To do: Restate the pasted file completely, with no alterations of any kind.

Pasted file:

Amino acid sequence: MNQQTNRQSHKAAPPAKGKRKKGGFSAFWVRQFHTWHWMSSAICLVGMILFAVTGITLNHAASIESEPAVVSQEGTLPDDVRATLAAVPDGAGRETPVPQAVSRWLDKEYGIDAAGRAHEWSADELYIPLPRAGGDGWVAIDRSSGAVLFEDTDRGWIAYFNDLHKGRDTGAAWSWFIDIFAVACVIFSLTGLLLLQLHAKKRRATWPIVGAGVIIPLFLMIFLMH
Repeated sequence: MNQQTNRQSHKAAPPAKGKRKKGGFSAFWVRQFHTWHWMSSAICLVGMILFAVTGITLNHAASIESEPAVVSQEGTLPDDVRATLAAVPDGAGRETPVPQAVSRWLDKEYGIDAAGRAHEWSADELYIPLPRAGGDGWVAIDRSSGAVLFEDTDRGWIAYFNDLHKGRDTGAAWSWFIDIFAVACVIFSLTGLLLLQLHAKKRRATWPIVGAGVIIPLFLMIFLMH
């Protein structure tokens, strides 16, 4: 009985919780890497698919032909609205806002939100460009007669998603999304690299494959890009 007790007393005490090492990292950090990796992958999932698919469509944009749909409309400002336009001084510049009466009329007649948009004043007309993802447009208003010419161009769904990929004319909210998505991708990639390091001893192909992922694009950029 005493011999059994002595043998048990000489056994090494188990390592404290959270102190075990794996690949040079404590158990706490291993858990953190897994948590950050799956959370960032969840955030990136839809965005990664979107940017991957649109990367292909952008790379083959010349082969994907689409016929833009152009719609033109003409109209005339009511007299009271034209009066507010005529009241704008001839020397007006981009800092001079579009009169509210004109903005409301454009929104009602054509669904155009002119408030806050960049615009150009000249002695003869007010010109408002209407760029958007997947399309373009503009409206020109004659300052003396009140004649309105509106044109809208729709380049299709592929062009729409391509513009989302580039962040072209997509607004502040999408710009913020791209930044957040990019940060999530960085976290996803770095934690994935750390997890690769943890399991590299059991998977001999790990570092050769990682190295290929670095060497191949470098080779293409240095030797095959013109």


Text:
Amino acid sequence: MNQQTNRQSHKAAPPAKGKRKKGGFSAFWVRQFHTWHWMSSAICLVGMILFAVTGITLNHAASIESEPAVVSQEGTLPDDVRATLAAVPDGAGRETPVPQAVSRWLDKEYGIDAAGRAHEWSADELYIPLPRAGGDGWVAIDRSSGAVLFEDTDRGWIAYFNDLHKGRDTGAAWSWFIDIFAVACVIFSLTGLLLLQLHAKKRRATWPIVGAGVIIPLFLMIFLMH
Repeated sequence: MNQQTNRQSHKAAPPAKGKRKKGGFSAFWVRQFHTWHWMSSAICLVGMILFAVTGITLNHAASIESEPAVVSQEGTLPDDVRATLAAVPDGAGRETPVPQAVSRWLDKEYGIDAAGRAHEWSADELYIPLPRAGGDGWVAIDRSSGAVLFEDTDRGWIAYFNDLHKGRDTGAAWSWFIDIFAVACVIFSLTGLLLLQLHAKKRRATWPIVGAGVIIPLFLMIFLMH
């Protein structure tokens, strides 16, 4: 009985919780890497698919032909609205806002939100460009007669998603999304690299494959890009 007790007393005490090492990292950090990796992958999932698919469509944009749909409309400002336009001084510049009466009329007649948009004043007309993802447009208003010419161009769904990929004319909210998505991708990639390091001893192909992922694009950029 005493011999059994002595043998048990000489056994090494188990390592404290959270102190075990794996690949040079404590158990706490291993858990953190897994948590950050799956959370960032969840955030990136839809965005990664979107940017991957649109990367292909952008790379083959010349082969994907689409016929833009152009719609033109003409109209005339009511007299009271034209009066507010005529009241704008001839020397007006981009800092001079579009009169509210004109903005409301454009929104009602054509669904155009002119408030806050960049615009150009000249002695003869007010010109408002209407760029958007997947399309373009503009409206020109004659300052003396009140004649309105509106044109809208729709380049299709592929062009729409391509513009989302580039962040072209997509607004502040999408710009913020791209930044957040990019940060999530960085976290996803770095934690994935750390997890690769943890399991590299059991998977001999790990570092050769990682190295290929670095060497191949470098080779293409240095030797095959013109």